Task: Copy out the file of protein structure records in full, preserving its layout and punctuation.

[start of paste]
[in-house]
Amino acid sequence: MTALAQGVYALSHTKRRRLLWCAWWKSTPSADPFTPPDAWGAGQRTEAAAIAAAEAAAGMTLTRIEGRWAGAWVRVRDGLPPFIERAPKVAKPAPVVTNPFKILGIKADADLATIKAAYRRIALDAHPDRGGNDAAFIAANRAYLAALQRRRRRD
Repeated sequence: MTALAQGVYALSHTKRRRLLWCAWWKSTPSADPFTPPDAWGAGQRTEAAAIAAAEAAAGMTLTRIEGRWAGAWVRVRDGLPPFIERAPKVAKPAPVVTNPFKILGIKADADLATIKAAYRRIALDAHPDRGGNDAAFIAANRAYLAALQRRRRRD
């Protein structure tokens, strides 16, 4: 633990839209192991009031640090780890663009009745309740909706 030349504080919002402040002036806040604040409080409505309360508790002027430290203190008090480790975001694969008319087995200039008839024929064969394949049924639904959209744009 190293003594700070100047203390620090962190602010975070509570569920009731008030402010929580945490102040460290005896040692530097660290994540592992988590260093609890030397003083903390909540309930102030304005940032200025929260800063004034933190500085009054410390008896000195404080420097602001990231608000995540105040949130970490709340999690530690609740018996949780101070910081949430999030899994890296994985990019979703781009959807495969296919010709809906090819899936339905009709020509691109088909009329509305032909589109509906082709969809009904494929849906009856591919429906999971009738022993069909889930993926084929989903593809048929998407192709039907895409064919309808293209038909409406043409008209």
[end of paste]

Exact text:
[in-house]
Amino acid sequence: MTALAQGVYALSHTKRRRLLWCAWWKSTPSADPFTPPDAWGAGQRTEAAAIAAAEAAAGMTLTRIEGRWAGAWVRVRDGLPPFIERAPKVAKPAPVVTNPFKILGIKADADLATIKAAYRRIALDAHPDRGGNDAAFIAANRAYLAALQRRRRRD
Repeated sequence: MTALAQGVYALSHTKRRRLLWCAWWKSTPSADPFTPPDAWGAGQRTEAAAIAAAEAAAGMTLTRIEGRWAGAWVRVRDGLPPFIERAPKVAKPAPVVTNPFKILGIKADADLATIKAAYRRIALDAHPDRGGNDAAFIAANRAYLAALQRRRRRD
């Protein structure tokens, strides 16, 4: 633990839209192991009031640090780890663009009745309740909706 030349504080919002402040002036806040604040409080409505309360508790002027430290203190008090480790975001694969008319087995200039008839024929064969394949049924639904959209744009 190293003594700070100047203390620090962190602010975070509570569920009731008030402010929580945490102040460290005896040692530097660290994540592992988590260093609890030397003083903390909540309930102030304005940032200025929260800063004034933190500085009054410390008896000195404080420097602001990231608000995540105040949130970490709340999690530690609740018996949780101070910081949430999030899994890296994985990019979703781009959807495969296919010709809906090819899936339905009709020509691109088909009329509305032909589109509906082709969809009904494929849906009856591919429906999971009738022993069909889930993926084929989903593809048929998407192709039907895409064919309808293209038909409406043409008209």